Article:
Saturday, November 17, 2012

On Blogging


Blogging is strange. I have yet to figure out how I feel about it. Along with the company of forty year old gamers, middle schoolers with angst, and mothers who need places to put pictures of their kids, there are several attractive features to blogging. Mostly, I like knowing that my work is out there, even though I’m not totally sure where my writing is actually out to.  Since it’s not molding on my desk next to empty mugs and cereal boxes, though, it’s probably an improvement.
            The main downside is that I now feel some sort of obligation to write. What would my adoring fan base do without their daily dose of my witty input? I have responsibilities now, even if those responsibilities are to my parents and the couple of reluctant friends who were stupid enough to leave their computers alone long enough for me to bookmark this page.
It’s a lot of pressure being so famous. What if I don’t have anything to say one day or if I don’t feel like being funny? Can I possibly continue to work under these stressful conditions?
            There’s also the matter of my little obsession. When I posted this blog, I managed to convince myself that my fantasies of becoming an Internet phenomenon are probably unfounded. But unfortunately, blogger makes it all too easy to check ones’ stats. So every twenty minutes or so, I check my phone, check my email, then check my blog: “What’s this? Three people have viewed my blog today? I’m famous! I wonder who they were. Has my aunt finally figured out how to open Internet Explorer or was it just people accidentally clicked on the links I spammed all over their Facebook newsfeeds?” My recent Google searches, after ‘sneezing panda,’ include ‘how to promote your blog’ and ‘how to handle incredible fame.’
            Which brings me to another point. There are some people who do brilliantly with praise. They can accept it looking genuinely interested and not the least bit uncomfortable talking about how great they are, while still managing to look humble instead of conceited. I am not one of those people. Far from it. I really love it when people tell I’m good at something, but I have absolutely no idea how to respond. While instinctively, I would like to sit back and bask in the warm glow of my inflated ego, I get the feeling that’s not the best way to make friends. So instead, I stammer thank you a million times, laugh as if I just inhaled a helium balloon, and quickly change the subject. Obviously, I was built for the public sphere.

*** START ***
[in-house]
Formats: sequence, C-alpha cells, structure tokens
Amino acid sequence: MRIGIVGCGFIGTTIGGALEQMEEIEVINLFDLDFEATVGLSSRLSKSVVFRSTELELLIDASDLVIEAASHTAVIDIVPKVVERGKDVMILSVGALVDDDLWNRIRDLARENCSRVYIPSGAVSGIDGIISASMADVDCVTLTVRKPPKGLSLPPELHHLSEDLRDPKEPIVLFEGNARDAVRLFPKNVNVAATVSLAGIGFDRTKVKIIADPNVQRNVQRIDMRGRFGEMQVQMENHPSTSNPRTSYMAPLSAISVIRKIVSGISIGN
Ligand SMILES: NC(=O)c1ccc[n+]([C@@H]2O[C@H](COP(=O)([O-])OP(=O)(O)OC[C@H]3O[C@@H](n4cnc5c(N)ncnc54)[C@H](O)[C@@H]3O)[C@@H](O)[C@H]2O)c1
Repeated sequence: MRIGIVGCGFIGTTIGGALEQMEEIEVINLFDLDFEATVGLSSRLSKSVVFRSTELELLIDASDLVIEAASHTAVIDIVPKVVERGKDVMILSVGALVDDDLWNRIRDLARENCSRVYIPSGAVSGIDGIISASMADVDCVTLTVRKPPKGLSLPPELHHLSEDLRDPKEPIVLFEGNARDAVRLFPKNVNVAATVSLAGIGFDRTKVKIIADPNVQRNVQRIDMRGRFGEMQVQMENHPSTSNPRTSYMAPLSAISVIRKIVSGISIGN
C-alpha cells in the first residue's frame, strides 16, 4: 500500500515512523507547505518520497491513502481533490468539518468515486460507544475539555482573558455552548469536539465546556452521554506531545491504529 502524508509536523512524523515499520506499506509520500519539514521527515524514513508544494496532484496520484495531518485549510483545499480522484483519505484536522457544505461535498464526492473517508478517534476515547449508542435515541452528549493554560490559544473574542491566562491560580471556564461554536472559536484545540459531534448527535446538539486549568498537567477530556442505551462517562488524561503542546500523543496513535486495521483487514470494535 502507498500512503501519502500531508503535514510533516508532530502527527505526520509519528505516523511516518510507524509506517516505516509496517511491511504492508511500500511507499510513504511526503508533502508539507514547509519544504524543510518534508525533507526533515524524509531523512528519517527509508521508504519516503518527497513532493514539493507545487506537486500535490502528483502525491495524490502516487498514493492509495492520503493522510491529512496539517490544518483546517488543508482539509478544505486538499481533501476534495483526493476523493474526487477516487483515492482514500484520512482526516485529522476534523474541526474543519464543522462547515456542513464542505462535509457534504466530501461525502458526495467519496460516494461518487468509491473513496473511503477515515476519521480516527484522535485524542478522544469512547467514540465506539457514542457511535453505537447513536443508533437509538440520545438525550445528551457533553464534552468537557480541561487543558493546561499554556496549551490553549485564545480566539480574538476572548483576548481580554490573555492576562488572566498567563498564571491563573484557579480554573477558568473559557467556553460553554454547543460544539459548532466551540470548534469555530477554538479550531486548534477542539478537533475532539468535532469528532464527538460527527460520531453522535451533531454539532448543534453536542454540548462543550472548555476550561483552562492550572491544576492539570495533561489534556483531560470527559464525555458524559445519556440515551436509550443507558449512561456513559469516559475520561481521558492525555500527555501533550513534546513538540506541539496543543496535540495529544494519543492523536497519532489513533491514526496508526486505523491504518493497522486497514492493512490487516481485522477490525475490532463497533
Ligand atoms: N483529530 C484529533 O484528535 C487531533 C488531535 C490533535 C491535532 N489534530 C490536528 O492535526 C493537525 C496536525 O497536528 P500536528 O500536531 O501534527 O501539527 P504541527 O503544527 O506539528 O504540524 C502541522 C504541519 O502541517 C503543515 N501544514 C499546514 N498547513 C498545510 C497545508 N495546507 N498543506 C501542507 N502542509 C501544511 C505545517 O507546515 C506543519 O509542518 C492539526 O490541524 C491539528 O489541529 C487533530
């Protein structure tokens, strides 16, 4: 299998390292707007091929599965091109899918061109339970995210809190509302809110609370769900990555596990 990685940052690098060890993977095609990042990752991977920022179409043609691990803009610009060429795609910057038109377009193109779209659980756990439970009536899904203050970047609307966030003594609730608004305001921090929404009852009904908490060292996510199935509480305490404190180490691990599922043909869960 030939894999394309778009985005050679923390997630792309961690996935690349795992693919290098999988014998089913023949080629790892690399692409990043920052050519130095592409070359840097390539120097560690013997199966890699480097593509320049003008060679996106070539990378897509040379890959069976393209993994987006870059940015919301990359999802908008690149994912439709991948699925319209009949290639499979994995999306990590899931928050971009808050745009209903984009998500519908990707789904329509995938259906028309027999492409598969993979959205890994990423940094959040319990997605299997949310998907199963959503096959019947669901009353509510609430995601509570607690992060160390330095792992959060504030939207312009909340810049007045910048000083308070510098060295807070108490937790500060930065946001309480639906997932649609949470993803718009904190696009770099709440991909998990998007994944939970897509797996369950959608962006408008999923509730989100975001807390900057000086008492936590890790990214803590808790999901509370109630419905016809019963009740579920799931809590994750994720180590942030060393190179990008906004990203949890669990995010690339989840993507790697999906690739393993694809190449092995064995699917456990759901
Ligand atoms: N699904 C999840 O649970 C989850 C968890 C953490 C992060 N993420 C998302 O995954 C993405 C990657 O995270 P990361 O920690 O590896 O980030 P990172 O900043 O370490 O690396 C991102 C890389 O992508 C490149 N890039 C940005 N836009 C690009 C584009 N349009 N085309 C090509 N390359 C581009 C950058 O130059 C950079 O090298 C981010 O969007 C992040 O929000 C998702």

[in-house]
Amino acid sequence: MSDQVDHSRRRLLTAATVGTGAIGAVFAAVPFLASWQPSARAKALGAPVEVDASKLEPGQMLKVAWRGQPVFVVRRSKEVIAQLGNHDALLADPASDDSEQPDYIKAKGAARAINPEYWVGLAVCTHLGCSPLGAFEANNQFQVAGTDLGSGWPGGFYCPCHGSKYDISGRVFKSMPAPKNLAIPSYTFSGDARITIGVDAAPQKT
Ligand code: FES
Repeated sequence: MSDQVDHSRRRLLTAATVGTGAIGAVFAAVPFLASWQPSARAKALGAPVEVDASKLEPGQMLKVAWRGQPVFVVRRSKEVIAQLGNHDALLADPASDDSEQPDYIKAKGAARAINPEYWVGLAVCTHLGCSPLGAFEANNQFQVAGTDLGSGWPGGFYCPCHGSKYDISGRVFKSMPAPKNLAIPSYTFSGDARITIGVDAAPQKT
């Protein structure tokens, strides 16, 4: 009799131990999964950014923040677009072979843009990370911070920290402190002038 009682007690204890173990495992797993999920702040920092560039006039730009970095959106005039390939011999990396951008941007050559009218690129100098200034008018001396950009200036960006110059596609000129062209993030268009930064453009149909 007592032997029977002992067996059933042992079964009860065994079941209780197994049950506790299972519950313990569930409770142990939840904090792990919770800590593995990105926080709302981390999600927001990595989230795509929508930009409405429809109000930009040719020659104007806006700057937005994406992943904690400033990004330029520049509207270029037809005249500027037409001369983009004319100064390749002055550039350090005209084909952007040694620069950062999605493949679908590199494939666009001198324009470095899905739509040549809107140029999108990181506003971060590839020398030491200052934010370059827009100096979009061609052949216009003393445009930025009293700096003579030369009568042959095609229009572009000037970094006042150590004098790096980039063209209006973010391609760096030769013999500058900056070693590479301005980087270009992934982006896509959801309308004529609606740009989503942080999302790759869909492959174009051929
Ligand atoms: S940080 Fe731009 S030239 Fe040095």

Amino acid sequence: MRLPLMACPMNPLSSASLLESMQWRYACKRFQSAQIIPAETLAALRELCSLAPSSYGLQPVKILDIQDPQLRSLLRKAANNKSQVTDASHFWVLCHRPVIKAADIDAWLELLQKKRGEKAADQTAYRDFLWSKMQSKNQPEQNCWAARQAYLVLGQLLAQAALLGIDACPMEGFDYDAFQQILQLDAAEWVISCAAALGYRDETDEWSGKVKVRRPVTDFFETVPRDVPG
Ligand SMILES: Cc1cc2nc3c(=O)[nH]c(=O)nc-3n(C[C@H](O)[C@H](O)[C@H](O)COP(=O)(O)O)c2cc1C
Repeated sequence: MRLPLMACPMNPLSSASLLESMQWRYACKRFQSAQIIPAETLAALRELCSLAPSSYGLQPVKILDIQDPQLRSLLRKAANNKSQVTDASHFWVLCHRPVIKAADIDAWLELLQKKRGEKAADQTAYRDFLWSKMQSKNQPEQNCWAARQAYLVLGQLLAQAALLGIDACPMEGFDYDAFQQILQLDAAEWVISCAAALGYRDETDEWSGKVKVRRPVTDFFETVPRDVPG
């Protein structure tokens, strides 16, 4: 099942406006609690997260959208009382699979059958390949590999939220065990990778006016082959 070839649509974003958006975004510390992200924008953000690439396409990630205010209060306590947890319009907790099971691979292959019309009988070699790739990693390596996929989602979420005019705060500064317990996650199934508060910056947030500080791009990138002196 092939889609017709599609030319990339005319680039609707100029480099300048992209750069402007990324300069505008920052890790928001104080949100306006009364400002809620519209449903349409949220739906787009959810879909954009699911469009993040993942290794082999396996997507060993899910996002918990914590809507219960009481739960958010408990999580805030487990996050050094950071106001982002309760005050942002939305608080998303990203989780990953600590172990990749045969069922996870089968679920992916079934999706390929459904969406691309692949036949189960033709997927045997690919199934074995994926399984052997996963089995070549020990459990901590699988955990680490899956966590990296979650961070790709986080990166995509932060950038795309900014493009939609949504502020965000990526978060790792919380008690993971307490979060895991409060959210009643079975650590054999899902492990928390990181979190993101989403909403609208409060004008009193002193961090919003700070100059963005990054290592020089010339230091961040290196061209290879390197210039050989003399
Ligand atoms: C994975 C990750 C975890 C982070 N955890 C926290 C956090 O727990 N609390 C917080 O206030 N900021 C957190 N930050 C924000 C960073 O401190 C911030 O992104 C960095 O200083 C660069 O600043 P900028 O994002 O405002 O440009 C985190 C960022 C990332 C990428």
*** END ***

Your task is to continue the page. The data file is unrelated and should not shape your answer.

Despite the extraordinary proportions of my struggles, I’ve been enjoying myself and will most likely continue to foist my thoughts onto the unsuspecting cyberworld. Prepare yourselves.

3 comments:

  1. Best thing about blogging: making great friends. I'm just worried my online-friends-I've-never-met is soon going to outnumber my people-I've-met-the-old-fashioned-way friends. :)

    Good to hear you're not quitting. This is my first time here, but I love your posts. Very funny. So I'll be back...

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    1. Thanks so much! I'm trying to make blogging friends, but I'm rather new to the game! Hopefully soon.

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    2. Not only is blogging great for meeting people, but it's how I've connected with writers who've become beta readers. I didn't have any before blogging. Not only have they helped me tremendously, I love reading their work too.

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